Enter any Chinese subway station and you'll see riders tapping away on their phones. They're chatting, shopping, reading and catching up on TV. But more often than not, they're gaming.
China's gaming industry is big money, and especially so on the mobile platform where market share is increasing. In 2015, mobile gaming raked in some 56 billion yuan (8.2 billion US dollars), a massive increase from just 6.2 billion yuan (910 million US dollars) in 2011, according to iResearch, a Chinese research firm focused on the country's Internet sector.
Tencent's immensely popular mobile game Honor of Kings grew to become the highest-grossing mobile game in China on both Android and Apple's iOS platforms. The company's 2016 annual report showed the game had over 200 million registered users and over 50 million daily active users – about the population of South Korea. According to Chinese big data service provider Jiguang, those born after 2000 take up 23.31 percent of its user base.
Most recently, the Internet giant had to issue measures to restrict playtime for the game's young players, after reports of addiction and all-nighter gaming marathons. So what makes it so hard for users to put their phones away?
Nothin' better to do
"I'm out of work at the moment, so apart from when I'm eating or sleeping I play "Honor of Kings" non-stop until the system kicks me out. A rough estimate would be at least eight hours," 23-year-old Zeng Xiaoxian told Reuters.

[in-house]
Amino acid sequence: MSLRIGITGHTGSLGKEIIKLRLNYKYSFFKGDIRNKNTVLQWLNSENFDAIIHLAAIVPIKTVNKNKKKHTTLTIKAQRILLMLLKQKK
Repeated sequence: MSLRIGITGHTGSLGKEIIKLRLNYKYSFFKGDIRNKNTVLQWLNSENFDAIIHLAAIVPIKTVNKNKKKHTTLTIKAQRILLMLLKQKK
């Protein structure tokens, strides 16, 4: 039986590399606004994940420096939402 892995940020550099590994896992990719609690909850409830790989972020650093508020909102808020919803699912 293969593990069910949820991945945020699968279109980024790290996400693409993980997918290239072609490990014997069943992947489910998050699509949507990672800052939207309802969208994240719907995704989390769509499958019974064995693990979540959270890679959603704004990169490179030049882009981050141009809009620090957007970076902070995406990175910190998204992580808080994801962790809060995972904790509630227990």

Games like Honor of King are easy to get into. Most of them are free to download, but players are often able to pay to upgrade their characters and costumes, or help advance to the next level.
Plus, the mobile platform makes gaming so much more convenient than its console counterpart.
"First of all, I don't need a computer to game anymore," said 28-year-old Liang Weiyi (not his real name), a product manager at a foreign car company. "I play 'Honor of Kings' because of its integration with WeChat – you get to often play with your friends."
Battling it out VR style
Some of China's most popular games are known as Massively Multiplayer Online Role-Playing Games (MMORPGs), like Honor of Kings and World of Warcraft, and they're just the thing driving the industry.
There are two things that make MMORPGs so enticing: the roleplaying and the sheer amount of people online to play with.
The role-play aspect makes use of a user's creativity and imagination to create and customize characters, choose where they'll go and pick what sort of quests to complete. In short, you can do almost anything in a game.
"Honor of King might be easy to get into, but the challenging gameplay is what makes it attractive," said 31-year-old Zhang Yingqi. "Unlike some games where you can spend money to level up, this game requires your personal intellect and skill."
Despite the virtual reality of things, it's still human nature to be at the top of the pack. In a game like Honor of Kings, where users get to battle with other players and go on quests, beating out friends and those around them to be at the top of the leaderboards is something that spurs users on to play.
"Beating my opponents gives me a great sense of satisfaction," said Zhang. "That's because you know you're playing against a real person."